So, that I would say is probably one of the biggest indicators around whether or not a company is taking Responsible AI seriously. I should preference here. I use Responsible AI and Ethics interchangeably. Ethics is a practice within Responsible AI. Responsible AI is the industry name. But having those case studies, a lot of companies are trying to make names for themselves through those case studies. The ones that have substance and meat behind them, are the companies that are actually doing this well. But it can be hard. It's very easy to put out a list of [00:15:00] values and do nothing. Let's put it that way.

Erik Martinez: Absolutely. It just kind of brings the question up of, as you're starting to work with a brand on talking about the practices that they should be implementing in relationship to their values, what's usually like the lowest hanging fruit in terms of like getting things started? And within the organization who champions that?

Obviously, the executive team has to be committed to doing it. We understand that, but they're not necessarily the ones that have to do the work. So, how does that play out as you start working with an organization and say, yes, we're going to start implementing some of the things? Where do they start internally as an organization to make it happen?

Olivia Gambelin: The lowest hanging fruit, but I want to say the most important foundational aspect of this, what is quite literally a change in many ways. It's a change in processes around how using and building [00:16:00] AI. It's a change in culture. It's a lot of change happening to get this shift onto Responsibile AI.

The lowest hanging fruit is quite literally starting with the people. You can't have data if you don't have people, you can't have AI if you don't have data, and you definitely can't have AI if you don't have people. So, the people really in the organization are at the root of either your success or failure when it comes to implementing ethics. And these are new skill sets and they're new conversations. So, we as people very naturally engage in ethical decision-making on the day-to-day basis. We're not necessarily aware of that decision-making process.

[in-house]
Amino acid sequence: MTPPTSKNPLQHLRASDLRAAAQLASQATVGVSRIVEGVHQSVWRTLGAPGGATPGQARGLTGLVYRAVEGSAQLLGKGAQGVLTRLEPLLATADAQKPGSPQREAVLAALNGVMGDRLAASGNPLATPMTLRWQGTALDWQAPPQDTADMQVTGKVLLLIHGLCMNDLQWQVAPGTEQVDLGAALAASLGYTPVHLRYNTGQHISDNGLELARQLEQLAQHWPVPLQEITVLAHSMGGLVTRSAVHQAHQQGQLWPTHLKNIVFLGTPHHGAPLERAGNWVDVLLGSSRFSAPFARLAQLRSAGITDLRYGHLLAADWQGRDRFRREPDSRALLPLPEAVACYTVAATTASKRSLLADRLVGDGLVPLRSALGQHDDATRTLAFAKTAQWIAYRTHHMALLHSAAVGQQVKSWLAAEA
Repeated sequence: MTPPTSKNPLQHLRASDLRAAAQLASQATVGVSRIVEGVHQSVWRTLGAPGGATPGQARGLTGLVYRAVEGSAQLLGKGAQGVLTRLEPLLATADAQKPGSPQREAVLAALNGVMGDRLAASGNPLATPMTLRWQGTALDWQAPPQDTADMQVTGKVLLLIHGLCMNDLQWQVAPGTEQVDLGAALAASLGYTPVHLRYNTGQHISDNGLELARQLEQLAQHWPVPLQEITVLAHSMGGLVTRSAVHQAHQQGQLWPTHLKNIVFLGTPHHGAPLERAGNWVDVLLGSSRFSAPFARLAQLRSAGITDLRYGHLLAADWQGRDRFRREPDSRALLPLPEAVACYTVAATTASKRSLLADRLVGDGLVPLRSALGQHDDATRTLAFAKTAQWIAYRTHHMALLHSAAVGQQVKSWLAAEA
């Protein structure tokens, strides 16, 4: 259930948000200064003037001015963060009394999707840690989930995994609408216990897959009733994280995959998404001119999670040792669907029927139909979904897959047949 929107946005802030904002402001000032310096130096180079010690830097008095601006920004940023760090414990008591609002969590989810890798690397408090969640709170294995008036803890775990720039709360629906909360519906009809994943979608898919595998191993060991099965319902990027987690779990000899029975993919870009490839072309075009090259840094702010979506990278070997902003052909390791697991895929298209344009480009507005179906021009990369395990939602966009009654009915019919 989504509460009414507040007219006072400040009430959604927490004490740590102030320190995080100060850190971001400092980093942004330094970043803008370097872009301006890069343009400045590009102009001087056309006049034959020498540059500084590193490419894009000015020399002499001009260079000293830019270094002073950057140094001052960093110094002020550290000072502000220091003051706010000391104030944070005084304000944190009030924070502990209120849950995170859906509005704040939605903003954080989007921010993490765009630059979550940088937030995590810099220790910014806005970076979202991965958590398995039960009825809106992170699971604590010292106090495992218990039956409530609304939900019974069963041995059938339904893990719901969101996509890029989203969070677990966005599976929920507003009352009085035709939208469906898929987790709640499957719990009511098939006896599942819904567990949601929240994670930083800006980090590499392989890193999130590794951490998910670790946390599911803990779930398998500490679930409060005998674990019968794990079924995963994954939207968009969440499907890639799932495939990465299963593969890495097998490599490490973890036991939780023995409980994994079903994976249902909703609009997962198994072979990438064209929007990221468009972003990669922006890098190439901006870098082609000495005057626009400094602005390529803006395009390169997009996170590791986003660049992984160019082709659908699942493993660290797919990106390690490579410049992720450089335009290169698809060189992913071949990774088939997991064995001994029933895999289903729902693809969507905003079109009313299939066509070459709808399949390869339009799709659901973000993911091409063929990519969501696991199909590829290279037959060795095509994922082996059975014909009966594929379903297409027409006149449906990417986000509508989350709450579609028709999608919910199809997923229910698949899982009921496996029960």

So, giving your teams training on the ability to recognize when they are making an ethical decision is the best place to start because now, instead of this being, let's say a blank slate of what in the world does this mean? I don't know where any of this is. You've equipped your teams with the ability to pinpoint, Hey, I think I need to talk to someone at this point in time. Or, hey, something [00:17:00] feels off here, or I need a framework. It highlights the points in time when the ethical analysis as the decision analysis tool needs to happen.

It also helps your employees feel empowered instead of this growing fear of Ethics is scary and AI is scary and I'm afraid I'm going to do something wrong and we're creating all this risk and harm and I don't know. It creates this empowerment within the company for that cultural shift saying, no, there are solutions that we can do, and if we work together, they're very easily accomplished solutions. We just need to all be speaking the same language to be able to basically surface those solutions that are sitting right in front of our eyes.